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Paris is famous for its bright lights, but French President Francois Hollande and his energy minister plan to extinguish the city’s trademark glow during overnight hours, in an effort to save money and energy -- putting many business owners and tourists in a dark mood. According to a recent Bloomberg.com report, by summer of 2013, tourists looking to stroll down the renowned Champs Elysees will need a flashlight between the hours of 1 a.m. and 7 a.m.
Hundreds of people protested in downtown Madrid Saturday against a measure that will leave undocumented immigrants without access to free health care, saying the decision by Spain's governing Popular Party amounts to "health apartheid."
The London Olympics begin in just under a month and city officials already have a detailed plan for what will become of the new stadiums and villages post-Games .
When Europe’s finance ministers meet for a group photo, it’s easy to spot the rebel — Anders Borg has a ponytail and earring.
If you listen to the Democrats and Caesar Obammus, more government spending seems to be their only solution to our economic woes. We need to spend more! This Keynesian economic theory is similar to what European welfare countries have been saying.
Its still not over…
Published time: June 18, 2012 14:03 Edited time: June 18, 2012 21:20 Leader of the New Democracy conservative party Antonis Samaras (R) greets the head of Greece's radical left-wing Syriza party Alexis Tsipras (AFP Photo / Pool / Petros Giannakouris Giannakouris) Fresh from its narrow win in Sunday’s re-election, Greece’s centre-right New Democracy has begun hard talks to form a coalition government.
ATHENS—Greece’s conservative party will get another chance to form a government after a narrow election victory Sunday over the anti-austerity leftist coalition that had spooked world leaders and financial markets. New Democracy’s win will reassure investors, and Greeks, who worried that a government headed by the Coalition of the Radical Left would force Greece out of the European common currency and set off a chain reaction that would devastate other vulnerable countries on the debt-ridden continent. The New Democracy leader, Antonis Samaras, has promised to negotiate a friendlier bailout agreement but not to unilaterally annul the current harsh terms — as the left had pledged.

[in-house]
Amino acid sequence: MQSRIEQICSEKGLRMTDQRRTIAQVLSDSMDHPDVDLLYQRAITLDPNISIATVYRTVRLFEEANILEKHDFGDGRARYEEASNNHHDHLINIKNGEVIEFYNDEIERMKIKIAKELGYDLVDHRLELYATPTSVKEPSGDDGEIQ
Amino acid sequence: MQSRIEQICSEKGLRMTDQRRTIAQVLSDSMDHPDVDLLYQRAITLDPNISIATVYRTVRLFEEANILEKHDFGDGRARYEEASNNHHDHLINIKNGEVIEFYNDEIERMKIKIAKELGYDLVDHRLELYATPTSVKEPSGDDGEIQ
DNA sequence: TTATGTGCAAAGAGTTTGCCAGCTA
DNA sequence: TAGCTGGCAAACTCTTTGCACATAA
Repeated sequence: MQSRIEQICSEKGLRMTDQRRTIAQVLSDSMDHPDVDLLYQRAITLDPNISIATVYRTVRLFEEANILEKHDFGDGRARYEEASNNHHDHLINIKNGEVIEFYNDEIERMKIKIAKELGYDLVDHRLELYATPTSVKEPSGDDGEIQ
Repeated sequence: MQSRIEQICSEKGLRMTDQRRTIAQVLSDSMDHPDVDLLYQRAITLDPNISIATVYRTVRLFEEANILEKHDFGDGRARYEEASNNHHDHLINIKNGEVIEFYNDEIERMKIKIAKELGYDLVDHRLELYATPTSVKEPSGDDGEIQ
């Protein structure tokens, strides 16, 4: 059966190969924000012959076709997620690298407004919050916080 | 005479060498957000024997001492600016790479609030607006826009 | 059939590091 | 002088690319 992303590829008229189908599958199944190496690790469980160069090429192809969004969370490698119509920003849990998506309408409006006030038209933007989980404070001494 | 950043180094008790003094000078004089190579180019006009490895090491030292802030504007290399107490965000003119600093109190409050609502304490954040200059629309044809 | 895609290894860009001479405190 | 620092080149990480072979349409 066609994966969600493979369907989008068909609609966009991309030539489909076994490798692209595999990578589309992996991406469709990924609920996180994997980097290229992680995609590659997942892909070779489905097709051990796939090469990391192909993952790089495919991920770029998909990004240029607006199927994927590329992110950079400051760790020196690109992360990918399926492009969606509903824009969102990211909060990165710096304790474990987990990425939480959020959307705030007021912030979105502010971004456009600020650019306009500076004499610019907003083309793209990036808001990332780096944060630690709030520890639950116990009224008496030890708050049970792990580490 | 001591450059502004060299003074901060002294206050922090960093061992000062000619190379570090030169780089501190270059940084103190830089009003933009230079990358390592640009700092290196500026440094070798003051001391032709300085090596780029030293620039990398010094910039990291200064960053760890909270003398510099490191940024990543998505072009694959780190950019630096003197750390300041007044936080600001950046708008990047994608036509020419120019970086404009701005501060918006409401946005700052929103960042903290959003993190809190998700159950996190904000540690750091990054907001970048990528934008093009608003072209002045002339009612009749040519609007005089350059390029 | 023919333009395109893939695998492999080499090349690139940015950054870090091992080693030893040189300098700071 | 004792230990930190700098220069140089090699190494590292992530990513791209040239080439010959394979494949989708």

Political parties supporting austerity measures will be able to form a slim coalition government in Greece, according to early exit polls from the elections released on Sunday night. Several polls predicted New Democracy, a center-right party, won the election, receiving between 28.6 to 30 percent of the vote, while SYRIZA, a far-left coalition, came a close second garnering between 27-29%. PASOK, the center-left party expected to be New Democracy’s ally in implementing austerity measures imposed by the European Union, received between 11- 12.5% of the popular vote.
ATHENS- Scandalous details of the lavish life of a former minister who spent 20,000 euros on curtain rods while cash-strapped Greeks buckled under tax hikes and wage cuts have driven anger against the establishment to boiling point before Sunday’s election. Akis Tsohatzopoulos, 72, a once-powerful Socialist arrested on charges of taking bribes and evading taxes, has become a symbol of the corruption that has bedevilled Greece in the 38 years of rule by the Socialist PASOK and the conservative New Democracy, the two parties backing the country’s bailout by international lenders. The affair has become a symbol of the injustice felt by ordinary Greeks, who have seen pensions cut and wages plunge by a quarter last year while their wealthy compatriots still enjoy their yachts and fancy restaurants, seemingly immune to the cuts that have pushed many into poverty and even suicide.
Who works the longest hours in all of Europe? According to the latest survey from the Organization for Economic Co-operation and Development, it’s the workers of Greece.
BRUSSELS—Rarely has an election resonated so widely across the European Union as the French presidential ballot has done. Rarely has a leadership change in one EU member state created expectations of a real policy shift.
PARIS—French President Francois Hollande’s Socialist Party won a solid majority in parliamentary elections Sunday, polling agencies projected, fortifying Hollande in his push for governments to spend money — not cut budgets — to tackle Europe’s economic crisis.
With the euro zone teetering perilously on the edge of total collapse , one would think that politicians in the most critical countries would behave themselves—especially on live television.